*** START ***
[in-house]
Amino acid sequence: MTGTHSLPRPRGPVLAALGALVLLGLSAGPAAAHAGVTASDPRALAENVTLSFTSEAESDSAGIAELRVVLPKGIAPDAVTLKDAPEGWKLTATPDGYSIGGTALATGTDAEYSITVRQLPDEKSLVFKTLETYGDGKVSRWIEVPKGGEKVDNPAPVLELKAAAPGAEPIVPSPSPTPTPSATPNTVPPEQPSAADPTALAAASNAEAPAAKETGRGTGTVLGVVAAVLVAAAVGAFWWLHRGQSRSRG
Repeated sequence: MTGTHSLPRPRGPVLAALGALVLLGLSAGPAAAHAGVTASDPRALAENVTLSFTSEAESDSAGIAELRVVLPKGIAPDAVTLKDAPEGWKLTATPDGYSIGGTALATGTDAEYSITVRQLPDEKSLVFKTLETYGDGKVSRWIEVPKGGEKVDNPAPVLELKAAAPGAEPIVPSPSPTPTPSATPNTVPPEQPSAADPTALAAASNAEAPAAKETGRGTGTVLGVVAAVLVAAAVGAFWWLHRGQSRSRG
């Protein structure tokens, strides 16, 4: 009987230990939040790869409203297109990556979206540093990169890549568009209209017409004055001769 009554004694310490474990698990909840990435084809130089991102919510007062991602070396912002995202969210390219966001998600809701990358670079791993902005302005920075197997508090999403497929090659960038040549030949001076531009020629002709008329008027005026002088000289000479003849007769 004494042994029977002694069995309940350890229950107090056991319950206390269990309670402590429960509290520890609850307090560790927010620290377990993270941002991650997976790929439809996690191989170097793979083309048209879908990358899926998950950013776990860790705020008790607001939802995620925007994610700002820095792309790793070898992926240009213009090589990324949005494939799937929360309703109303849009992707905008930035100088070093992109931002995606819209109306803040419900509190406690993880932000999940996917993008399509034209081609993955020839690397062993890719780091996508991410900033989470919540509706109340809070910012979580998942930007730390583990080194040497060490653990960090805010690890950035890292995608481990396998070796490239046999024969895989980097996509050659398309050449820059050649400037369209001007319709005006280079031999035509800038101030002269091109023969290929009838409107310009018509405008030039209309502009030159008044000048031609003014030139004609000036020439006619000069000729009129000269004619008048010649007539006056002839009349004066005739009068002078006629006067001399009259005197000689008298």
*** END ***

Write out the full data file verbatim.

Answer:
[in-house]
Amino acid sequence: MTGTHSLPRPRGPVLAALGALVLLGLSAGPAAAHAGVTASDPRALAENVTLSFTSEAESDSAGIAELRVVLPKGIAPDAVTLKDAPEGWKLTATPDGYSIGGTALATGTDAEYSITVRQLPDEKSLVFKTLETYGDGKVSRWIEVPKGGEKVDNPAPVLELKAAAPGAEPIVPSPSPTPTPSATPNTVPPEQPSAADPTALAAASNAEAPAAKETGRGTGTVLGVVAAVLVAAAVGAFWWLHRGQSRSRG
Repeated sequence: MTGTHSLPRPRGPVLAALGALVLLGLSAGPAAAHAGVTASDPRALAENVTLSFTSEAESDSAGIAELRVVLPKGIAPDAVTLKDAPEGWKLTATPDGYSIGGTALATGTDAEYSITVRQLPDEKSLVFKTLETYGDGKVSRWIEVPKGGEKVDNPAPVLELKAAAPGAEPIVPSPSPTPTPSATPNTVPPEQPSAADPTALAAASNAEAPAAKETGRGTGTVLGVVAAVLVAAAVGAFWWLHRGQSRSRG
């Protein structure tokens, strides 16, 4: 009987230990939040790869409203297109990556979206540093990169890549568009209209017409004055001769 009554004694310490474990698990909840990435084809130089991102919510007062991602070396912002995202969210390219966001998600809701990358670079791993902005302005920075197997508090999403497929090659960038040549030949001076531009020629002709008329008027005026002088000289000479003849007769 004494042994029977002694069995309940350890229950107090056991319950206390269990309670402590429960509290520890609850307090560790927010620290377990993270941002991650997976790929439809996690191989170097793979083309048209879908990358899926998950950013776990860790705020008790607001939802995620925007994610700002820095792309790793070898992926240009213009090589990324949005494939799937929360309703109303849009992707905008930035100088070093992109931002995606819209109306803040419900509190406690993880932000999940996917993008399509034209081609993955020839690397062993890719780091996508991410900033989470919540509706109340809070910012979580998942930007730390583990080194040497060490653990960090805010690890950035890292995608481990396998070796490239046999024969895989980097996509050659398309050449820059050649400037369209001007319709005006280079031999035509800038101030002269091109023969290929009838409107310009018509405008030039209309502009030159008044000048031609003014030139004609000036020439006619000069000729009129000269004619008048010649007539006056002839009349004066005739009068002078006629006067001399009259005197000689008298």